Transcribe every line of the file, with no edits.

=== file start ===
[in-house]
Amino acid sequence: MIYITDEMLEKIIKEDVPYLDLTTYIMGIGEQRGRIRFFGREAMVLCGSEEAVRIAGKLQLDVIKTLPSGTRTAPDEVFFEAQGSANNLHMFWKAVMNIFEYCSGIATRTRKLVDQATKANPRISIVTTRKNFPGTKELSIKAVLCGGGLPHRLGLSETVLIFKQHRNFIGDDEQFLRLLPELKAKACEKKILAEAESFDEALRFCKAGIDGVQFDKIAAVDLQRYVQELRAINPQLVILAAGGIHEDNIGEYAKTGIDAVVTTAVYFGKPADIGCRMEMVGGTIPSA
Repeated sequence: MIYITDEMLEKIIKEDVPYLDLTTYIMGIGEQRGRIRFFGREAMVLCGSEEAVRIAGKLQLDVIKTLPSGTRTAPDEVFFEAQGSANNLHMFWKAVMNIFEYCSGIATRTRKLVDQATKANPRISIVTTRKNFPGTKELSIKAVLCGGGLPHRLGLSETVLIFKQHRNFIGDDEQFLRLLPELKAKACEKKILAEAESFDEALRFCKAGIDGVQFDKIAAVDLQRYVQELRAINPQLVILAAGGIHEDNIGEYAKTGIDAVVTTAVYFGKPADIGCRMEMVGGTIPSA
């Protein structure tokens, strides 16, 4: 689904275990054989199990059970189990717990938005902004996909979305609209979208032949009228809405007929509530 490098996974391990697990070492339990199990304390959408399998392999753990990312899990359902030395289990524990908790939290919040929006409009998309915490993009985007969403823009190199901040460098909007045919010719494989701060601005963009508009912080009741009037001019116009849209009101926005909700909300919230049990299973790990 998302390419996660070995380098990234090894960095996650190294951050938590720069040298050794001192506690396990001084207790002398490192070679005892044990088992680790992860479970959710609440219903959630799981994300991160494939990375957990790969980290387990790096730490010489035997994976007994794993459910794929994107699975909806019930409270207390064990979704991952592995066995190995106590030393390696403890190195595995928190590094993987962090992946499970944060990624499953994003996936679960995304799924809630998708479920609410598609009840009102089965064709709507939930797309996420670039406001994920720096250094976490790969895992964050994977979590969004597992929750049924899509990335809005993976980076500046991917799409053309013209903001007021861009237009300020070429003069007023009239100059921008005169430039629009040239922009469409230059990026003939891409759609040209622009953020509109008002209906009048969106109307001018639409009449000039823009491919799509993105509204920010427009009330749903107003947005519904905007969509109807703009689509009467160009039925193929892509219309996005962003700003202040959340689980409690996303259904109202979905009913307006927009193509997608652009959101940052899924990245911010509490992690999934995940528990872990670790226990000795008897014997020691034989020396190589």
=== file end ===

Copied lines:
[in-house]
Amino acid sequence: MIYITDEMLEKIIKEDVPYLDLTTYIMGIGEQRGRIRFFGREAMVLCGSEEAVRIAGKLQLDVIKTLPSGTRTAPDEVFFEAQGSANNLHMFWKAVMNIFEYCSGIATRTRKLVDQATKANPRISIVTTRKNFPGTKELSIKAVLCGGGLPHRLGLSETVLIFKQHRNFIGDDEQFLRLLPELKAKACEKKILAEAESFDEALRFCKAGIDGVQFDKIAAVDLQRYVQELRAINPQLVILAAGGIHEDNIGEYAKTGIDAVVTTAVYFGKPADIGCRMEMVGGTIPSA
Repeated sequence: MIYITDEMLEKIIKEDVPYLDLTTYIMGIGEQRGRIRFFGREAMVLCGSEEAVRIAGKLQLDVIKTLPSGTRTAPDEVFFEAQGSANNLHMFWKAVMNIFEYCSGIATRTRKLVDQATKANPRISIVTTRKNFPGTKELSIKAVLCGGGLPHRLGLSETVLIFKQHRNFIGDDEQFLRLLPELKAKACEKKILAEAESFDEALRFCKAGIDGVQFDKIAAVDLQRYVQELRAINPQLVILAAGGIHEDNIGEYAKTGIDAVVTTAVYFGKPADIGCRMEMVGGTIPSA
């Protein structure tokens, strides 16, 4: 689904275990054989199990059970189990717990938005902004996909979305609209979208032949009228809405007929509530 490098996974391990697990070492339990199990304390959408399998392999753990990312899990359902030395289990524990908790939290919040929006409009998309915490993009985007969403823009190199901040460098909007045919010719494989701060601005963009508009912080009741009037001019116009849209009101926005909700909300919230049990299973790990 998302390419996660070995380098990234090894960095996650190294951050938590720069040298050794001192506690396990001084207790002398490192070679005892044990088992680790992860479970959710609440219903959630799981994300991160494939990375957990790969980290387990790096730490010489035997994976007994794993459910794929994107699975909806019930409270207390064990979704991952592995066995190995106590030393390696403890190195595995928190590094993987962090992946499970944060990624499953994003996936679960995304799924809630998708479920609410598609009840009102089965064709709507939930797309996420670039406001994920720096250094976490790969895992964050994977979590969004597992929750049924899509990335809005993976980076500046991917799409053309013209903001007021861009237009300020070429003069007023009239100059921008005169430039629009040239922009469409230059990026003939891409759609040209622009953020509109008002209906009048969106109307001018639409009449000039823009491919799509993105509204920010427009009330749903107003947005519904905007969509109807703009689509009467160009039925193929892509219309996005962003700003202040959340689980409690996303259904109202979905009913307006927009193509997608652009959101940052899924990245911010509490992690999934995940528990872990670790226990000795008897014997020691034989020396190589």